Tara Powell knows what a healthy heart looks like. She’s an x-ray technician in Kettering Medical Center’s Cath Lab. She scrubs, circulates, and monitors during procedures, seeing first-hand the effects that unhealthy choices have on people’s health.
When her cousin invited her to participate in a March of Dimes 5K, she knew it was time to start taking care of her own heart.
“I realized I wasn’t sure that I could walk a 5K,” Tara says. “That was eye-opening. I’ve got kids, and if I can’t even walk a 5K, where am I going to be in 10 years?”
She calls that moment the catalyst for her lifestyle change. She started by walking, eventually adding exercise to her routine. She enlisted help from cardiologist Dr. Harvey Hahn who designed a day-by-day exercise plan for her.
Fast forward a year, and Tara felt better, but was still overweight. That’s when she found a boot camp class through a local YMCA. The instructor talked about the importance of combining nutrition with exercise. By focusing on both, Tara started seeing dramatic improvement.
“The instructor was doing a January weight loss challenge, and my neighbor and I decided to sign up,” she says. “By the end of the year, I lost 60 pounds. It was pretty impressive.”
A lasting change
Since being invited to the March of Dimes 5K, Tara has participated in multiple Heart Walks, ran various 5Ks, and even completed the Flying Pig Half Marathon.
“As soon as I crossed that finish line, I cried,” she says. “I was just so happy. It’s a crazy sense of accomplishment.”
She has also maintained her focus on nutrition, preparing and packing her breakfast, lunch, snacks, and even dinners when on call to avoid the temptation of unhealthy food.
“A lot of Cath Lab patients have modifiable risk factors, like eating better, exercising, and taking their medications,” she says. “I just want to make sure I’m doing as much as I can to watch my modifiable risks. Being healthy for me is definitely a priority.”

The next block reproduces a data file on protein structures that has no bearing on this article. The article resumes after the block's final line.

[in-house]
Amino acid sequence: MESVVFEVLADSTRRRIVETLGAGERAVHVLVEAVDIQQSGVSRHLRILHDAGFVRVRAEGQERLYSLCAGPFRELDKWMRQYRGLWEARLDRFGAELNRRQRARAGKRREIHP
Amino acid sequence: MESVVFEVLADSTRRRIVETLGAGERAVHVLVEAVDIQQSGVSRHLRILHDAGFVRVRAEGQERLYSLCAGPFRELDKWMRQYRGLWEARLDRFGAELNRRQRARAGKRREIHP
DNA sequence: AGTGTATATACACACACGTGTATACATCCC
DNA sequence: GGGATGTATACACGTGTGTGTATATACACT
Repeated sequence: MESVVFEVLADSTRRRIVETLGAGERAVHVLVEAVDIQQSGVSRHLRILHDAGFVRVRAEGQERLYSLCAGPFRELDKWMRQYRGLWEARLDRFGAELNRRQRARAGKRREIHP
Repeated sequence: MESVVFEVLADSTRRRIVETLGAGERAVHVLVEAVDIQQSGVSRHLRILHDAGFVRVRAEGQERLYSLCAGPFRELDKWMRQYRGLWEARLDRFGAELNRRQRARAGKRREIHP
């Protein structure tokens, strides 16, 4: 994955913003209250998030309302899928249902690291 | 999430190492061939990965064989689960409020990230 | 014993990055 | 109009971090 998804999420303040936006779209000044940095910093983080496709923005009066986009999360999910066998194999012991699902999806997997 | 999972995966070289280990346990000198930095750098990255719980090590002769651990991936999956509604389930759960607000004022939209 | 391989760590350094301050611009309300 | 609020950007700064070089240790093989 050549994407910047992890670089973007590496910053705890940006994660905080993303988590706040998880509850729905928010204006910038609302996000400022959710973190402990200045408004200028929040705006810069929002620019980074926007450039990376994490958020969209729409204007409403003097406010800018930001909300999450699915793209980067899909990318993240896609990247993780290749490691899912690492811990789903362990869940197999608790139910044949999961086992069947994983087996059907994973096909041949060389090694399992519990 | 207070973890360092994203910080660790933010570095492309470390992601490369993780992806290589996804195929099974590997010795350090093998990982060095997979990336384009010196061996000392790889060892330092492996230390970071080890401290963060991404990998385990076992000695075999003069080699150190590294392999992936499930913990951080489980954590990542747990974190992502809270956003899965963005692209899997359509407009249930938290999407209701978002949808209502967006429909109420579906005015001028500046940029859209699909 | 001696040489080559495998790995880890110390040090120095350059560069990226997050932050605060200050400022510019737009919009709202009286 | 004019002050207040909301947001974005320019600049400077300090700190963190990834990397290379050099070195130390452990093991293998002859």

Making a difference
Tara hopes that her own wellness journey serves as an example for her children.
“I’m hoping that, as they get older, they will make exercise and nutrition part of their routine, because they’ve seen me do it,” she says.
Tara’s lifestyle changes are impacting not just her family’s life, but even the lives of community members.
“When I first started in the Cath Lab, I was overweight and out of shape,” she says. “I feel like I’m a better healthcare provider for my patients now because I can physically keep up with the demand.”
She is also promoting health choices to the community by getting more involved with the American Heart Association. In addition o participating in Heart Walk every year, Tara organizes the Can You Kick It? Kickball Tournament. Last year’s event raised about $6,200 for the nonprofit.
“Every year, I try to do more and more,” she says. “It’s a good example for my family and kids, showing that one person can really make a difference.”
Persistence is key
Before making lasting changes, Tara tried losing weight through many different methods. She would lose a few pounds and then gain it back.
“We are fantastic about negative self-talk,” Tara says. “It’s OK to struggle, but you need to forgive yourself and then just get back with the plan.”
Tara’s biggest lessons from her experience: it takes time to make changes, and it’s OK to make mistakes.
“It’s not going to happen overnight; it’s a journey,” she says. “Don’t give up and be kind to yourself.”